The use of milagros is a folk custom in parts of North, Central, and South America traceable to ancient Iberians who inhabited the coastal regions of Spain. The use of milagros accompanied the Spanish as they arrived in Central and South America. Although the custom is not as prevalent as it once was, the use of milagros or ex-votos continues to be a part of folk culture throughout rural areas of Spain—particularly Andalusia, Catalonia, and Majorca.
As part of a religious ritual or an act of devotion, milagros can be offered to a symbol of a saint as a reminder of a petitioner's particular need, or in gratitude for a prayer answered. They are used to assist in focusing attention towards a specific ailment, based on the type of charm used. Milagro symbolism is not universal; a milagro of a body part, such as a leg, might be used as part of a prayer or vow for the improvement of a leg; or it might refer to a concept such as travel. Similarly, a heart might represent ideas as diverse as a heart condition, a romance, or any number of other interpretations. Milagros are also carried for protection and good luck.
Milagros can be flat, three dimensional, tiny or large; they can be of gold, silver, wood, lead, tin, bone, wax or whatever the petitioner desires. Traditionally, milagros can be specially made by a silversmith for the occasion, or ready-made milagros can be purchased from a vendor's stand outside the church. Many milagros have been recycled by the church for when the parish priest determines that the saint's statue is over-laden with milagros, he sells them back to the religious goods vendor.
Today, one sees a variety of milagros offered for sale in New Mexico. Occasionally one can find old Peruvian, Bolivian, Guatemalan, Mexican or Ecuadorian milagros, but they are not common. Sterling silver reproductions of old milagros from all parts of Latin America, hand-finished in New Mexico, are available in various shops and museum stores.
The milagros most commonly offered for sale in New Mexico are the thumbnail-sized, silver-washed, flat Mexican milagros. Sometimes they have been tacked onto a cross made of old wood, or a wooden shoe last. While the Mexican faithful certainly have hung milagros on wooden crosses as prayer offerings, it is unlikely that the milagros crosses which one sees for sale are historical pieces; the crosses and shoe lasts are nonetheless decorative, ingenious ways of displaying a collection of milagros.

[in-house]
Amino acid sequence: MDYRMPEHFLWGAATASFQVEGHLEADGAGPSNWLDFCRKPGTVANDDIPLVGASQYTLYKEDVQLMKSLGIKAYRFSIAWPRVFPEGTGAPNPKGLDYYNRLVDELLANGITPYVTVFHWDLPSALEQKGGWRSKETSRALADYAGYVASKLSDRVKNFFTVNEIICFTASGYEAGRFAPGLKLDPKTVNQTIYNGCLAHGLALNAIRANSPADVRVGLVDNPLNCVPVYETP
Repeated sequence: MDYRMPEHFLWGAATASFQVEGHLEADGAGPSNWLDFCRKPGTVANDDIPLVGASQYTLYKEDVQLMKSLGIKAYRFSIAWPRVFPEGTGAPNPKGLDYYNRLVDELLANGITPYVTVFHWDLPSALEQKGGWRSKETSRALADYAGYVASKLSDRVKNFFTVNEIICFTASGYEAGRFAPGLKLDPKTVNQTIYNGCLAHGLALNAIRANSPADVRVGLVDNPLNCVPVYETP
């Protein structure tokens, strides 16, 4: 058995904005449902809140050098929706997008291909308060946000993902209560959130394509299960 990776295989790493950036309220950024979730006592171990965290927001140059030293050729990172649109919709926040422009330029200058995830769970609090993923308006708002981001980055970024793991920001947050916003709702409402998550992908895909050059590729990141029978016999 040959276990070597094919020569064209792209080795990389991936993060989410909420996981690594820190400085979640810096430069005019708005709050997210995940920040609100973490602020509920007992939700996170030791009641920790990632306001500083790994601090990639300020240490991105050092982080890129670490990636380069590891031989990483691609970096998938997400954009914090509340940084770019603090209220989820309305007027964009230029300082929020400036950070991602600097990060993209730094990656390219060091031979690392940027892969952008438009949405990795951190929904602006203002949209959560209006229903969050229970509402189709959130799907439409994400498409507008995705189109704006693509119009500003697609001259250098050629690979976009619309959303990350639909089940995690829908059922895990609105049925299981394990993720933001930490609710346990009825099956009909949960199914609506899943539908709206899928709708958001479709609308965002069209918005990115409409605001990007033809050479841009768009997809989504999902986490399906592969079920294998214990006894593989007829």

Apart from the contemporary use of milagros as decorative elements, milagros as symbols have new uses and meanings in New Mexico these days. If a friend is about to have an eye operation, the gift of a eye milagro helps to say, "I wish you well." A pair of lungs can say, "I hope your cold gets better." An arm and a leg given to a couple trying to buy a house can wish them good luck obtaining financing. An ear milagro can suggest that someone be a better listener. An axe milagro might suggest that a relationship should end.
Milagros then, are not solely religious items, nor are they only for collecting. They are part of the magical and symbolic past common to all cultures which continues to influence our lives today. Whether used traditionally or in modern ways, milagros are an ongoing part of a fascinating folk culture in New Mexico and elsewhere.
Whether you are in need of spiritual healing or just admire the beauty and intricate detail of Milagros, you can find an assortment for purchase at The Paris Market & Brocante. As the cold weather blows in and our city becomes lit with the magic of the fall season, the inspirations of outer-worldly objects enter our home and our creative minds. Stay tuned for our spooky new arrivals and our newest fall trend favorites!